Tuesday, May 6, 2014

Doll-A-Day 126: Alice's Pop-Up Wonderland

Today I'm sharing this Alice in Wonderland playset, Alice's Pop-Up Wonderland.

I originally bought one for Ivy because I thought it was so cool, and what would I do with it?

Then later I caved and bought one for myself. I have a collection of different versions of the Alice books, so it fit right in really.I might as well just have bought myself one anyway, because as it turned out, Ivy didn't enjoy the Alice books. We got about 3/4 of the way through the first one and she didn't want to hear any more of it because it was "boring". *Sigh* Oh well. Emma liked the Alice books when I read them to her.
The pop outs are two sided. Pop out figures count as dolls, right?

 You get regular AND shrunken Alice. The ugly Duchess, in the upper right hand corner was supposedly based on a painting of a REAL lady.

 In fact, the painting is called The Ugly Duchess, or A Grotesque Old Woman, by a Flemish artist named Quentin Massys. It's debated if the painting is really of 14th century Duchess Margaretha Maultasch, Princess of Carinthia, since it was painted in 1513, and she had died 200 years before.Maultasch was a name she was given due to her appearance. It means 'pocket mouth'.She got her unique appearance because she was suffering from a rare form of Paget's disease, osteitis deformans, which enlarged her jaw bones, extended her upper lip and pushed up her nose. It also affected her hands, eye sockets, forehead, chin and collarbones.For years it was thought the painting was copying a Leonardo Da Vinci drawing, but in the end  research proved Leonardo's work was a copy of this painting. You wouldn't think Leo would need to copy from anyone, but apparently even he had slow days when he had to steal ideas...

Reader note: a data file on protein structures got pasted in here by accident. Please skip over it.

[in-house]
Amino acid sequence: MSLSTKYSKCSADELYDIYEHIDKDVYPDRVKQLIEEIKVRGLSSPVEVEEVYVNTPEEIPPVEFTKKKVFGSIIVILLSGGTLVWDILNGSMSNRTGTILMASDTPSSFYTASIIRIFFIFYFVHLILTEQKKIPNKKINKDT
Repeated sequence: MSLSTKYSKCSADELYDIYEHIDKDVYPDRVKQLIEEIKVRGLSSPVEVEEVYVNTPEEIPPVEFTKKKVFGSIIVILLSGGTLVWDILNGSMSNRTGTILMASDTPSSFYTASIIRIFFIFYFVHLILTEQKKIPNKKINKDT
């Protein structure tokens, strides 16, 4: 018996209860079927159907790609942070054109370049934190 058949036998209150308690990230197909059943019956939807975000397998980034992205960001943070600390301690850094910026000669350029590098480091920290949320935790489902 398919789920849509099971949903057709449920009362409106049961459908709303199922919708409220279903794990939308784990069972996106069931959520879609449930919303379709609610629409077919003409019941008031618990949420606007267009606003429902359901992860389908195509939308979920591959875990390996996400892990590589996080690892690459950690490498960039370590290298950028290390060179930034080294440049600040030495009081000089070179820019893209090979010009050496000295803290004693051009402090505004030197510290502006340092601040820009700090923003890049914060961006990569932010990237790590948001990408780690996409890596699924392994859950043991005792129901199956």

You can see the resemblance between the Duchess and the painting.
 In the 1972  movie Alice in Wonderland the Duchess was played by actor Peter Bull. He looked alot like the illustrations though!

Peter Bull as The Duchess and Fiona Fullerton as Alice.
I knew a lady once who looked like them too.Believe that or not.

Back to the pop-ups. They have condensed the story down to about 6 pages.
This playset was printed in 2000, by MacMillan Children's Books.

It has six different settings, and over 30 press out pieces to use with it. It even has a game you can play.

It uses the John Tenniel illustrations except, as is often done, they have added stripes to 'Wonderland' Alice's stockings. Only 'Looking Glass' Alice had stripes on her stockings in the original illustrations.
The table and half the chairs from the Mad Tea Party don't stand up properly. Well, it was a "mad" party.

That tab on the right is supposed to make the Cheshire cat disappear, but as usual, he was being difficult.
Tomorrow we'll see another actual Alice doll.

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